All University vehicles should be driven with great care on the estate road network. There are some exceptional circumstances where it may be necessary to take a vehicle off the road network and onto some footpath / grounds areas. These circumstances include: 

  • Taking equipment such as gardening plant to the point of use, to minimise the manual handling involved
  • Refresh catering vehicles getting close to building entrances, to deliver a supply of food / drink
  • Delivering building equipment (such as paving slabs) to undertake maintenance tasks

To reduce the risk of vehicles striking pedestrians in these circumstances, all drivers of should consider the following risk reduction measures when they need to take vehicles off the main road network:

  • Review the route to be used – can driving in a pedestrian area be eliminated, or minimised? Be aware that on the campus there are multiple pedestrians, joggers, sometimes listening to music on their headphones, and that they will not be used to encountering vehicles in a pedestrian area.
  • Can a nearby loading bay area be used to off-load your delivery? Try to use a trolley or some other means to transport your load to its point of use wherever possible.

If it is still necessary to drive in a pedestrian area, then drivers should implement the following control measures:

  • Reduce your speed to a walking pace
  • Display the hazard warning lights (or audible warning tone if fitted) to warn others of your presence
  • Avoid reversing wherever possible. Plan your route so that driving in a forward direction is achievable.
  • Use a banksman to reverse if needed.
  • Choose off-peak hours where you can, at quiet times, to drive in these areas
  • Give way to pedestrians – they have priority in pedestrian areas
  • Take great care at all times – do not rush, be aware of others around you at all times

14. Appendix 1 - Risk Assessment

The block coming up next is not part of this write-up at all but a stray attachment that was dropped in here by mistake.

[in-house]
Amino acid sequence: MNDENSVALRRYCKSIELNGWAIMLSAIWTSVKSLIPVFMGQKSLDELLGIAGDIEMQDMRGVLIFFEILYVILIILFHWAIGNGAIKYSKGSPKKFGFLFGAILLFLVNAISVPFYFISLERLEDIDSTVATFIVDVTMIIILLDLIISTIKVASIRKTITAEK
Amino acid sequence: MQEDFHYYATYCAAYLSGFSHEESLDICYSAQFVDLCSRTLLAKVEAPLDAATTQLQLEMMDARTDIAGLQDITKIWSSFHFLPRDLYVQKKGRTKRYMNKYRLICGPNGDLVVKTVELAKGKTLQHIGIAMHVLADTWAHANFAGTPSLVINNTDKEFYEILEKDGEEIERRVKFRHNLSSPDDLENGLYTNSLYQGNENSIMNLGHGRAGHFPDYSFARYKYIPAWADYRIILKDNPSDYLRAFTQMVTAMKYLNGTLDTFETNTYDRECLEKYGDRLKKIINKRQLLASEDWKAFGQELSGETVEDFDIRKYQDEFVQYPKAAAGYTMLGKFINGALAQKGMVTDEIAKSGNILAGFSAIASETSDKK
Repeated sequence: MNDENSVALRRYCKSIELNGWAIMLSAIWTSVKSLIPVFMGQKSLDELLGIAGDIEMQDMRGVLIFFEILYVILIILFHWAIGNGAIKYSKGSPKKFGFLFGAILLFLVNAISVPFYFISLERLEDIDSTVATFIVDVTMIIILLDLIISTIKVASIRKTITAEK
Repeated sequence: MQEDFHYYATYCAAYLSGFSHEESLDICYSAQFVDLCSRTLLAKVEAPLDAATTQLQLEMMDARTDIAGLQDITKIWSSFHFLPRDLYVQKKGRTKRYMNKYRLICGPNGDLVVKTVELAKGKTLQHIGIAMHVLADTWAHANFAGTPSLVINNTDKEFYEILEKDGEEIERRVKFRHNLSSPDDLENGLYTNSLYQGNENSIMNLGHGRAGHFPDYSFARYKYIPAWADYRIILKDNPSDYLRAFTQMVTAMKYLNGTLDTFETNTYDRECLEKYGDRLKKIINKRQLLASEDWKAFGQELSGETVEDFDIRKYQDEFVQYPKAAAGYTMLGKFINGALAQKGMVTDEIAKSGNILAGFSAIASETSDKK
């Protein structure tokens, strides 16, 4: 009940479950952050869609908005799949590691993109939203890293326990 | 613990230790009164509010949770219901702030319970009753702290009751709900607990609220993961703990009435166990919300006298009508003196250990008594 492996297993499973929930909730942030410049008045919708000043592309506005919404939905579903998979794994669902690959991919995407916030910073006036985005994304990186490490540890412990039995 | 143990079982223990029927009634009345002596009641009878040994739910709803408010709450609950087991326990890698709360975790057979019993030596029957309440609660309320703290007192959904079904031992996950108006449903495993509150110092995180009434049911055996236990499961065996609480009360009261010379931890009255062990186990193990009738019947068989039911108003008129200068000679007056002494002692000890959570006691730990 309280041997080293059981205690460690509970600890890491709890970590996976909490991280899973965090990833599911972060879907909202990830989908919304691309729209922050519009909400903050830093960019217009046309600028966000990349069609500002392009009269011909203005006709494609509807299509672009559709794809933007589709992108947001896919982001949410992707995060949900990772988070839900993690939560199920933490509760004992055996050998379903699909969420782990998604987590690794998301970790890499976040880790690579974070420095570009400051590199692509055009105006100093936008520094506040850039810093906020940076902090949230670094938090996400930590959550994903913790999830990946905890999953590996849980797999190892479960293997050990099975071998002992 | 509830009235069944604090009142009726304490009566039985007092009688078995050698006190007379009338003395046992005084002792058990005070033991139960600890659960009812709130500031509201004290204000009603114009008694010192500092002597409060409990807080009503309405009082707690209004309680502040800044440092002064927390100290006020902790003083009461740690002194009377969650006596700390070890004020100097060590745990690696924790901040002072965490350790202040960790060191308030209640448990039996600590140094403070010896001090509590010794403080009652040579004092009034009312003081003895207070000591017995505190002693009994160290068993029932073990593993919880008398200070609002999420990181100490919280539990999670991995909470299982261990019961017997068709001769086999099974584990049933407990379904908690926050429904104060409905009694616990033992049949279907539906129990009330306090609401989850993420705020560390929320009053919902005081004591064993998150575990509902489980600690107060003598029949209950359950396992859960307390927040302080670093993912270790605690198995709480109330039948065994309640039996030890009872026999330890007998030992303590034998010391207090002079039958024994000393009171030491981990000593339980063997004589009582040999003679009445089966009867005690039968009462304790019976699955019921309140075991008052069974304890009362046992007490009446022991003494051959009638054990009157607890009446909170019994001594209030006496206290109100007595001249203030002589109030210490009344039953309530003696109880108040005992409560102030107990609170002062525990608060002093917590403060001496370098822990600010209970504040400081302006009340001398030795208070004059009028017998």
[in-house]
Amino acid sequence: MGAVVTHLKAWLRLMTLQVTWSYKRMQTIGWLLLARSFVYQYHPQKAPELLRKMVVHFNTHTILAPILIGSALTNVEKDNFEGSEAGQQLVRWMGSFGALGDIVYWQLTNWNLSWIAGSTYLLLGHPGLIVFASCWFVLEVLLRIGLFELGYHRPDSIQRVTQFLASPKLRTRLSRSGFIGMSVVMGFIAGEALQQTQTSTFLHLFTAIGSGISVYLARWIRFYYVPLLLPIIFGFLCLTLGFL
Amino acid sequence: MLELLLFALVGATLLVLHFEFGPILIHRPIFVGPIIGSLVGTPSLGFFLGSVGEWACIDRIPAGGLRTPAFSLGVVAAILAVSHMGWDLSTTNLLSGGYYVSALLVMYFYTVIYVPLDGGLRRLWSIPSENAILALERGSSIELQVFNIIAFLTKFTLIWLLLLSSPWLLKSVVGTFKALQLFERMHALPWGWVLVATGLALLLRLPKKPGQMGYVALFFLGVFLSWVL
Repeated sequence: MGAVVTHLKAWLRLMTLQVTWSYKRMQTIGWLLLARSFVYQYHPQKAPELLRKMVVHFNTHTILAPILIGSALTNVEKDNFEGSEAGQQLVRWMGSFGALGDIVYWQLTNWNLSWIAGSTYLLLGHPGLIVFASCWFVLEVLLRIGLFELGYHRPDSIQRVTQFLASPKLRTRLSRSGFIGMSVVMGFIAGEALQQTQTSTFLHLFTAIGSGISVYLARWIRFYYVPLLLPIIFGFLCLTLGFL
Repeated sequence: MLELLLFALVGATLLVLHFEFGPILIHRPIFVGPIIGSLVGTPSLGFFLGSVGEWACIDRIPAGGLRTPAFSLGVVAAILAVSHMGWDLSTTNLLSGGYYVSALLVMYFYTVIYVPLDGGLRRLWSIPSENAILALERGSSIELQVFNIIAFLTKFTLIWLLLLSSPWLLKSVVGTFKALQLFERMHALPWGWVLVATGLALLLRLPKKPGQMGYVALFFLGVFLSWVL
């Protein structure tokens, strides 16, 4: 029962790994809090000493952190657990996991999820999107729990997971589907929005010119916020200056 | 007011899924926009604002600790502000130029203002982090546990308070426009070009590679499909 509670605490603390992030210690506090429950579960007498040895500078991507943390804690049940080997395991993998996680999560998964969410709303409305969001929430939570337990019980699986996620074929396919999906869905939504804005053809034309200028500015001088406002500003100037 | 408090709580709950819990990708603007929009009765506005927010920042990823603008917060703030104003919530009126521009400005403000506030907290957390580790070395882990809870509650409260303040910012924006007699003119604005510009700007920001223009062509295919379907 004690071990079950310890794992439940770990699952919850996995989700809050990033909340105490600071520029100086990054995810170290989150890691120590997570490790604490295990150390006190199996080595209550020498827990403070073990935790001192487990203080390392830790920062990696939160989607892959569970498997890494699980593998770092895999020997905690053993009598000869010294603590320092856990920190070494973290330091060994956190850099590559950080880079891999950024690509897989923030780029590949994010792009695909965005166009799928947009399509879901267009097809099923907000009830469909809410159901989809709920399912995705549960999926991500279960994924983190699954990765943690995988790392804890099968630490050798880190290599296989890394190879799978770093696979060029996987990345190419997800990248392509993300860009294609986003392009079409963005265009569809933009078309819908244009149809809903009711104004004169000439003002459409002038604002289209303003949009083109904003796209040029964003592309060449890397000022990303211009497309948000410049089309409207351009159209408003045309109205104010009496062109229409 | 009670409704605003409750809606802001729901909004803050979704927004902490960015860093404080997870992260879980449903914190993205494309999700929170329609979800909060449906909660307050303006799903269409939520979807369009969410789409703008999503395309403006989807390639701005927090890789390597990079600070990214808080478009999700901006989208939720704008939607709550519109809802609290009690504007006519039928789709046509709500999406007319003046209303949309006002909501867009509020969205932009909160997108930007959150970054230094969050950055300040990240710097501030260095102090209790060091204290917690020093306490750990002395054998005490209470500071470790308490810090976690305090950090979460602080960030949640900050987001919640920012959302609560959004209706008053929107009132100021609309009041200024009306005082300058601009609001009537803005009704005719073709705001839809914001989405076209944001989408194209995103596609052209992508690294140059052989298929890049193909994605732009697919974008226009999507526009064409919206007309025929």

The risks that should be considered as part of a driving risk assessment include:

  • The risk of injury to drivers, passengers, other members of staff, students and the public both on and off campus as a result of a Road Traffic Accident
  • Risks associated with driving and operating specialist vehicles, e.g. machinery hazards, noise, vibration.
  • The risk to drivers getting up unusually early to start a trip or having a long drive home after the end of a late finishing event or a day spent in transit. It is strongly advised that no-one should drive when affected by lack of sleep
  • The risk of driving unfamiliar vehicles or vehicles larger than those that the driver is accustomed to drive
  • The possibility of impairment or deterioration of individual’s physical and mental ability and capacity to deal with traffic/operation of machinery e.g. eyesight, hearing, comprehension, physical wellbeing,
  • Driving under the influence of drugs/medication or alcohol
  • Driving a poorly maintained vehicle

Further guidance on risk assessment can be found here - Driving and riding safely for work - Overview - HSE

15. Appendix 2 - Vehicle Checklists

The Department for Transport estimates that around 600 people are killed in crashes involving vehicle defects every year.

It is a driver's legal responsibility to ensure that the vehicle they are driving is in a road worthy condition.

As an example, the fine for defective tyres is 3 penalty points and a fine up to £1000.

The checklists below have been developed to assist in keeping within the law by ensuring thevehicle is safe.

1. Daily Checklist

At the start of the working day, walk round the vehicle before setting off and check:

  • Tyres appear undamaged and sufficiently inflated. (Correct profile).
  • There is no excessive damage to the vehicle, including windscreen and windows.
  • The windscreen wipers are working and the level of screen wash in the bottle where appropriate.
  • The horn works.
  • The vehicle lights, and indicators all work.
  • The mirrors are set correctly.
  • Any load is secured correctly and does not overhang the vehicle without suitable warning notices.
  • All occupants are wearing seatbelts and head restraints are correctly adjusted where fitted.
  • As soon as it is safe to do so, check that the brakes are working.
  • Any other items specified by your line manager or the vehicle handbook are checked as necessary.

2. Weekly Checklist

The weekly checks should be undertaken and recorded on the vehicle weekly checklist. See Policy for checklist: